"Read this book and you will be bulletproof!" - Steven Pressfield
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This study incorporates findings of the 1932-1939 excavations.Originally published in 1962.The Princeton Legacy Library uses the latest print-on-demand technology to again make available previously out-of-print books from the distinguished backlist of Princeton University Press. These paperback editions preserve the original texts of these…
If you want to achieve something original and meaningful with your life, you MUST learn to deal with rejection and criticism.
If you're an artist of any kind your work will be rejected by editors, curators and other gatekeepers. And each time you put it in front of the public, you expose yourself to criticism.
If you're an entrepreneur you face rejection by (potential) customers, partners and investors. Those same people won't hesitate to criticise you if they are unhappy (justified or not).
If you're chasing your dream job you'll receive your share of rejection letters. And once you land the job, taking flak when things go wrong is part of the deal.
If you're an athlete or sports player it's a battle to get on the team. And you'll hear about it from all sides - your coach, your team-mates and (so-called) supporters - if they think your performance isn't up to scratch.
If you're a campaigner for change you face inertia, resistance and hostility from everyone with an investment in the status quo. No wonder most people choose not to rock the boat.
Between them, rejection and criticism can rob you of your dream.
Many people set out on their chosen path full of hope and inspiration, only to turn back because they couldn't deal with the emotional impact of crushing rejections and vicious criticism.
If you want to avoid joining the legions of also-rans, you'll need to find practical, effective ways to deal with rejection and criticism.
Anyone who says 'don't take it so personally' doesn't understand what it's like when you are hit by a major rejection or biting criticism.
At least to begin with, it's almost impossible NOT to take it personally (for very good psychological reasons). To deal with rejection and criticism, you need to acknowledge the pain - and find ways to bounce back from the impact.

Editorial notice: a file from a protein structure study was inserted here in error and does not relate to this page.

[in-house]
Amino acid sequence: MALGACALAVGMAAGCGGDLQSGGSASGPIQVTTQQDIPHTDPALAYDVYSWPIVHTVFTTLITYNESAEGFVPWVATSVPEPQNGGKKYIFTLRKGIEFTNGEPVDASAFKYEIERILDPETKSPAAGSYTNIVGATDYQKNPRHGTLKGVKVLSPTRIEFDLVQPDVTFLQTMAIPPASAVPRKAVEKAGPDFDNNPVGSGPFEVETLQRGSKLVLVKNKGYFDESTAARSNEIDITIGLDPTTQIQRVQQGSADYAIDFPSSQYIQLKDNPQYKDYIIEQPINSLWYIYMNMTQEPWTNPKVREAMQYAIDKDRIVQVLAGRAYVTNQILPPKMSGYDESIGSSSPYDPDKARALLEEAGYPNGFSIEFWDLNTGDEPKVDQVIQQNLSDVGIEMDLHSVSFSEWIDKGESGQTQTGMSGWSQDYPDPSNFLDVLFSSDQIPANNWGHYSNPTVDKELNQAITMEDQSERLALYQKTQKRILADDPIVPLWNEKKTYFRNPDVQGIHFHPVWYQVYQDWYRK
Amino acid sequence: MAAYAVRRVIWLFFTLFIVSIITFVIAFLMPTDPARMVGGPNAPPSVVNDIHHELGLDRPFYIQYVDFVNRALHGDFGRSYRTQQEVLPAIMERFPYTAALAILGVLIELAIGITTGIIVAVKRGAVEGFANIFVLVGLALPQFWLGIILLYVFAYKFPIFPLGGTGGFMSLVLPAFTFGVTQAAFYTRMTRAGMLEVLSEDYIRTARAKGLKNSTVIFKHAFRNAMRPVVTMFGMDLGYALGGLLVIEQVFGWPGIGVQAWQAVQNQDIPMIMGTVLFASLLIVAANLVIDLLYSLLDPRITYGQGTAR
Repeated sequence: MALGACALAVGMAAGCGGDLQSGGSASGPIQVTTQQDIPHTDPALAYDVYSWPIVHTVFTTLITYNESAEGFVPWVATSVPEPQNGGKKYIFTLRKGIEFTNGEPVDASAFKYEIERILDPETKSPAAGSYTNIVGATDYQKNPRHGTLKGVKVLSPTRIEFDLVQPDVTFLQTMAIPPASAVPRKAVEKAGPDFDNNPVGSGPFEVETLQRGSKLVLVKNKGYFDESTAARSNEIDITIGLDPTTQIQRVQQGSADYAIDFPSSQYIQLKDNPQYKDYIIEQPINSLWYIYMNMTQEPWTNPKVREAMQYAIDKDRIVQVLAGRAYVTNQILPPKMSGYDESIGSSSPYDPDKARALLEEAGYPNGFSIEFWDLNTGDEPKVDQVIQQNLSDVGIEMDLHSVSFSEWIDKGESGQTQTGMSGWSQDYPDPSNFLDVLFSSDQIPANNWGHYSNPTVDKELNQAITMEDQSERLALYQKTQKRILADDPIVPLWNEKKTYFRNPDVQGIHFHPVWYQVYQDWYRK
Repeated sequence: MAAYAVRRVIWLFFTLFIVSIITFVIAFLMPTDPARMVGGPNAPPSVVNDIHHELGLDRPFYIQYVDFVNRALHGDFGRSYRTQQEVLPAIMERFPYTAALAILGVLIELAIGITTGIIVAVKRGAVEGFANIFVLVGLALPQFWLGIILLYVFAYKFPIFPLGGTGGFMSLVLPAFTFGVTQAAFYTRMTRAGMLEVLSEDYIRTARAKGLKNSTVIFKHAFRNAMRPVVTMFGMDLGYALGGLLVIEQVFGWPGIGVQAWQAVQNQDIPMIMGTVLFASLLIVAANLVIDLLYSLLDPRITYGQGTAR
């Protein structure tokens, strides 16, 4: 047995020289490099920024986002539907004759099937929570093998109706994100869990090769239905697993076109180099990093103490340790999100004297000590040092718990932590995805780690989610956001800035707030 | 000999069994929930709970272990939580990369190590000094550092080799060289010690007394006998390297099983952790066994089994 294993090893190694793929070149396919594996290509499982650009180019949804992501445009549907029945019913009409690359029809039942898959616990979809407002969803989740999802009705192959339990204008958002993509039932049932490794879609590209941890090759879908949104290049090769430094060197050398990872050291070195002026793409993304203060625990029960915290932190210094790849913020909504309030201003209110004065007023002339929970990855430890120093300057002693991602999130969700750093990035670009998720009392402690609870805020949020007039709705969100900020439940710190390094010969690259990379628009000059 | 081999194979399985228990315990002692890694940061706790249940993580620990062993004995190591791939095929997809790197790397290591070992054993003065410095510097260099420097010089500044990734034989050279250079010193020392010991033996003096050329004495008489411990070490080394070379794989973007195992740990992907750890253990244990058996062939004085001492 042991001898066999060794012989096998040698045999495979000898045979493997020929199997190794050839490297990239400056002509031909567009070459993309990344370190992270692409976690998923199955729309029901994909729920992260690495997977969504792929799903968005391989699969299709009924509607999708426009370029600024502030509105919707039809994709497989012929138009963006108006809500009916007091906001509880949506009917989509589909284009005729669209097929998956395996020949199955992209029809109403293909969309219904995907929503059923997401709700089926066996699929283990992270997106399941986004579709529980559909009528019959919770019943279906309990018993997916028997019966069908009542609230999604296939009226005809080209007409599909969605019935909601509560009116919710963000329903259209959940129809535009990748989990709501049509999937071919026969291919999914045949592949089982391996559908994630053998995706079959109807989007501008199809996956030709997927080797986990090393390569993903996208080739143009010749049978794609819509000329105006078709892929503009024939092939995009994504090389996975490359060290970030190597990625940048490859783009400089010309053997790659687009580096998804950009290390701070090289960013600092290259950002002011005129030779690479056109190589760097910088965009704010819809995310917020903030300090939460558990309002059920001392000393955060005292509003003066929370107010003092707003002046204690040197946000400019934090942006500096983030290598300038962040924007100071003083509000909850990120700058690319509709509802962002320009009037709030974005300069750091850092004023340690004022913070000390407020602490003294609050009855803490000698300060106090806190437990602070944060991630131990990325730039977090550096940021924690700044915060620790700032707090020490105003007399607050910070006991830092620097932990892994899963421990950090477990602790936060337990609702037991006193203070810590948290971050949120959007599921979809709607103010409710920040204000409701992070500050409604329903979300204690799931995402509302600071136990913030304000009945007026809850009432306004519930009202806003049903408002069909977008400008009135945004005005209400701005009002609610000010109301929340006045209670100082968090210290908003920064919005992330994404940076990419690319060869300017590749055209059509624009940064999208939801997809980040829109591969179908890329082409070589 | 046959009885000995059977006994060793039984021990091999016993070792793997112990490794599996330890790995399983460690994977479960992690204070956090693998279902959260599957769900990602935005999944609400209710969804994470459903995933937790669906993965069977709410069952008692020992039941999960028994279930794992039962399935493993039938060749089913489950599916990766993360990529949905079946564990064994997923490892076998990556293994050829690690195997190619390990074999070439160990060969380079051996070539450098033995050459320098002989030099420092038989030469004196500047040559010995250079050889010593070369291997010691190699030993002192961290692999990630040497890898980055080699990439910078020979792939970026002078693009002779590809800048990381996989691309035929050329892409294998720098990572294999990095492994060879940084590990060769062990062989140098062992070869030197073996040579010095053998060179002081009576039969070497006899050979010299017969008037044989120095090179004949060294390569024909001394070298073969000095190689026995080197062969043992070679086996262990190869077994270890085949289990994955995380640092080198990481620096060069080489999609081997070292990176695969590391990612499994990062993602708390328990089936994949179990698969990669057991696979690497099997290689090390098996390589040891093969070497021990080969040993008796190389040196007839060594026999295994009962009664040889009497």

In short, you need to develop resilience.
In Resilience, Mark McGuinness explains why your reactions to rejection and criticism are completely understandable - and how to deal with them effectively.
Through stories from his own experience, as well as those of famous people who faced rejection and criticism on the road to their success, he will show you that you are far from alone in suffering from rejection and criticism.
And he draws on years of experience as a coach to give you practical advice that has been road-tested with hundreds of people facing similar challenges to you.
You will learn:
- Why rejection and criticism hurt so much
- Several ways you may be making rejection worse (without realising it)
- How to keep going in spite of multiple rejections
- Why your inner critic is (potentially) your best friend
- When to ignore the critics - and when to listen
- Whether (and how) to respond to insults and abuse
- Why success is harder than it looks - and how to deal with it
This is not a theoretical book - it's packed with practical tips and techniques you can apply to your own challenges right away.
Whether you're just setting out, in the middle of your journey, or dealing with the unexpected challenges of success, Resilience will show you how to keep moving forward.
Resilience will take you a few hours to read; its lessons will stay with you for the rest of your life.